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A review of London Underground

Format: A5, Perfect Bound.
Number of pages: 170
Age Rating: 13
Price: £4.50
Availability: Purchase at the Sweatdrop Studios website. Read online at Drunk Duck

Introduction

London underground; underground as in under the radar, hidden, in the shadows a bit like gangland London. The story is about a young well to do young lady whom involves herself with a couple of young lads who are a part criminal gang that gets involved with all manner of dirty business.

Con artists, thieves, worse... Feed em to the pigs Erol!

Writing

I love the way this comic has been written, it's very much how I would expect Victorian London to be like. Toffs at the top, plebs at the bottom, and our quick thinking young friends in the middle making a fat pile of cash out of the pair of them. I can very much imagine these fellows going about their business as if they were there in front of me. The characters are portrayed in an honest light though, and some people are not as they appear in this story and being born to class doesn't always make you honourable.

This story covers life in the slums in 19th century London and the contrast between the lives of the rich and poor of the time. The gentry still lived in vast mansions a world apart from the poor who lived in small cramped spaces with all manner of vile detritus out in the streets. The attitudes of the people of the time are also explored, the manners and morals of the upper echelons of society VS the daily lives of the slum goers, the beggars and the criminals.

Rebecca does a good job of making these wretched fellows into lovable rogues, for all their dirty deeds they are at least honest and occasionally honourable which is more than can be said for certain 'Gentlemen'. But I think the moral here is that no matter where you come from people are all as bad as each other.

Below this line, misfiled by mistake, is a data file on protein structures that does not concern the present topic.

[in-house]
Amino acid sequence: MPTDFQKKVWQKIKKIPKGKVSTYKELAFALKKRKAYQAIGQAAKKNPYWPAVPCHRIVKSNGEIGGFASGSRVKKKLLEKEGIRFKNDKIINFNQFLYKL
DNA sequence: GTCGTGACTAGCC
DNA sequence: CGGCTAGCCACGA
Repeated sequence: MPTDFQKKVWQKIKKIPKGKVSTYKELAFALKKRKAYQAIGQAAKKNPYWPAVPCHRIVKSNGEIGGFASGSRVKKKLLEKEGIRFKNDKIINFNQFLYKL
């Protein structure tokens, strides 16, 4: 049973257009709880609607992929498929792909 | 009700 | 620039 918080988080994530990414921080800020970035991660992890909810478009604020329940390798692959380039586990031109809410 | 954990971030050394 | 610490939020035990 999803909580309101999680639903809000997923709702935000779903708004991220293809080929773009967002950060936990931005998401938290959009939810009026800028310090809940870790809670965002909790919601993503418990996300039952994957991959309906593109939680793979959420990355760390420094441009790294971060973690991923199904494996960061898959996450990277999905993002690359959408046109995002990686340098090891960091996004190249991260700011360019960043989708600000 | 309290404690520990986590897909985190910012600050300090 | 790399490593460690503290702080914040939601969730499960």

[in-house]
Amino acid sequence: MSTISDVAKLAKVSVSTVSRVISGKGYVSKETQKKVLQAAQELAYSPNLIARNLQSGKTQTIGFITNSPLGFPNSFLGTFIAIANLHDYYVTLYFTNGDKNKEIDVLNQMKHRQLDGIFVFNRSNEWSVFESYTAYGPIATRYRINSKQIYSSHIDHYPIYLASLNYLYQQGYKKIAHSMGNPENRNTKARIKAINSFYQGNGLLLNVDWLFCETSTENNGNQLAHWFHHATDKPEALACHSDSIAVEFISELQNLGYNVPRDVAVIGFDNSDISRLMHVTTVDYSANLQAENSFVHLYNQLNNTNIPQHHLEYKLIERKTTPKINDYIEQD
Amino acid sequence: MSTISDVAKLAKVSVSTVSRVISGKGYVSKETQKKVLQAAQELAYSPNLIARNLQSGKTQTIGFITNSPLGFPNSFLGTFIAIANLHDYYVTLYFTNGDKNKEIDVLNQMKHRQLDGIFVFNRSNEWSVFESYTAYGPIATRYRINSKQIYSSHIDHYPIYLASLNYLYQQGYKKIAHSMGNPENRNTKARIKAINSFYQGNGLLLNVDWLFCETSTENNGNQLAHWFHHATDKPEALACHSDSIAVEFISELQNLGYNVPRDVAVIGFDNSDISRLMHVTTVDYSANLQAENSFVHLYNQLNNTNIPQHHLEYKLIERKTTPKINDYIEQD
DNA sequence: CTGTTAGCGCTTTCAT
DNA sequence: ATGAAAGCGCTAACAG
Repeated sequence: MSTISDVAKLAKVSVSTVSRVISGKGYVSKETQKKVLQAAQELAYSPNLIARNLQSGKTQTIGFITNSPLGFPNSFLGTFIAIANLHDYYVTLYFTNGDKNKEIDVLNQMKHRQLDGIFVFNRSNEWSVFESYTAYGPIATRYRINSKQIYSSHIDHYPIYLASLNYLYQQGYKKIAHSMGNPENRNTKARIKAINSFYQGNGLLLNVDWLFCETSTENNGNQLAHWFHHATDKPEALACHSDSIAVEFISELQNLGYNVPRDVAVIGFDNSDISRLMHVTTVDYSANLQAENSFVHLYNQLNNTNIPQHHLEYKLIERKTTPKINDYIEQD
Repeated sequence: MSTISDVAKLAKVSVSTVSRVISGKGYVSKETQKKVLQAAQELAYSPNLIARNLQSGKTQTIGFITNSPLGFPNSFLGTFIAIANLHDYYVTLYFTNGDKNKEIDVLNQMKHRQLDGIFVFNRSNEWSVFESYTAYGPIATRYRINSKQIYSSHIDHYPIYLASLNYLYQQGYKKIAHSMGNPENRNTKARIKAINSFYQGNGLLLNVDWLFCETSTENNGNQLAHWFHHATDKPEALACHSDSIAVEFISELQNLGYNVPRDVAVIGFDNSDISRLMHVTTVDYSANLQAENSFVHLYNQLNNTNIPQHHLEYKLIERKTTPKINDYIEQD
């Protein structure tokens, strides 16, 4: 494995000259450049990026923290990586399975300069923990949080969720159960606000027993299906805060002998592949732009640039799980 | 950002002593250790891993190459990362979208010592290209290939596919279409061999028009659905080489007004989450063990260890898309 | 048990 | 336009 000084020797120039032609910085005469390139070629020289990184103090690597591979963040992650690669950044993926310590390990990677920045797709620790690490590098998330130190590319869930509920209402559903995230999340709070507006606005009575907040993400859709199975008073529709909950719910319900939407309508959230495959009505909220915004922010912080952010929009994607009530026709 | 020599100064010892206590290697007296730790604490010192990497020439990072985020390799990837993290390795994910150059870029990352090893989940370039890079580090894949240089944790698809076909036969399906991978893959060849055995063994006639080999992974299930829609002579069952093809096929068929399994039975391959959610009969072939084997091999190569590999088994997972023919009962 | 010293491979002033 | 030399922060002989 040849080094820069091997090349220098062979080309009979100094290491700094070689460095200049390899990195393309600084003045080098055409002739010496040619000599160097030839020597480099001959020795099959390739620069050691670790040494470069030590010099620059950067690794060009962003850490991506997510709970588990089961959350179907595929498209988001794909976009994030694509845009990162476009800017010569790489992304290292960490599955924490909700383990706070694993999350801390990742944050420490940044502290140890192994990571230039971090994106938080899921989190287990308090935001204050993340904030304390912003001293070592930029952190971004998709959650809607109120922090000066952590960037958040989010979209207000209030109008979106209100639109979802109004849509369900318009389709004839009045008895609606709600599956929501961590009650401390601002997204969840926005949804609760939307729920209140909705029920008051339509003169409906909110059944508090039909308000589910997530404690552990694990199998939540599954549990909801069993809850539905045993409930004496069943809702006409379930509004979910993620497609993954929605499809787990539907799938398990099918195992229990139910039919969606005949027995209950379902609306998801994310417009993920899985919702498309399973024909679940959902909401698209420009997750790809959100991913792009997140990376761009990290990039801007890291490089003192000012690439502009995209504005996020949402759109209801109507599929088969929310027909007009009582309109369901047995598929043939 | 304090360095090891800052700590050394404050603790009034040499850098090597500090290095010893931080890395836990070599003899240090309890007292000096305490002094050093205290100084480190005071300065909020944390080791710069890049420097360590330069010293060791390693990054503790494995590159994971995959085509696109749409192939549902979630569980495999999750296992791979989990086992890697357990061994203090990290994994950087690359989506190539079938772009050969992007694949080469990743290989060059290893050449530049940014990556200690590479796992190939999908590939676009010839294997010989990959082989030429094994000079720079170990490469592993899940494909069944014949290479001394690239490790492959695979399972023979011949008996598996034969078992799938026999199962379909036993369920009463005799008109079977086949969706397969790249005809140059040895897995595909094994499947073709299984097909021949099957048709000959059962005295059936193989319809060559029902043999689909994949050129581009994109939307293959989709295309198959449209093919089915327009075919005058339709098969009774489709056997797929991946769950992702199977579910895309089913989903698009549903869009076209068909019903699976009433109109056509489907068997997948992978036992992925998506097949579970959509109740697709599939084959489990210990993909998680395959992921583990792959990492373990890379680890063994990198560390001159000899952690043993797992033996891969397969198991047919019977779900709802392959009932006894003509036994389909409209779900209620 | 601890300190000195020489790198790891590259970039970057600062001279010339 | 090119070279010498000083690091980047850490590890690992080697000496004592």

There is a feeling of wanting to improve society though to make things better which comes out later in the story.

Art & Design

Rebecca's artwork does an excellent job of setting the scene of 19th century London. It's quite lively and all in her own unique style. The layouts used in this comic do a good job of highlighting tense moments and moving the story along. The line art is quite chunky and not incredibly detailed for characters and in places does look rushed, but in tandem with the story I think the artwork suits quite well, it could even be considered charming and full of character. It could also be considered to be sloppy and rushed. It all depends on the readers point of view. Whether you like Rebecca's style or not the characters are full of life which makes it a lot easier to like them.

Backgrounds on the other hand are used to good effect to support the setting in each frame and the use of tone is minimal in this comic. The lack of tone and the abundant pen strokes actually give the feeling that the comic is from the time period that the comic is set in, and I quite like this effect.

Conclusion

Rebecca has created a lively and interesting story, one which is well presented and generally well thought out and researched. The artwork supports the story quite well and adds charm without being perfect. Rebecca is an excellent story teller and I found this story quite fun to read.



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ALL IMAGES COURTESY OF SWEATDROP STUDIOS, & REBECCA BURGESS.

Review by Wayne Hallows

All images and artwork are copyright of their respective owners, UKMANGAXL and all written reviews and are Wayne Hallows 2006 - 2014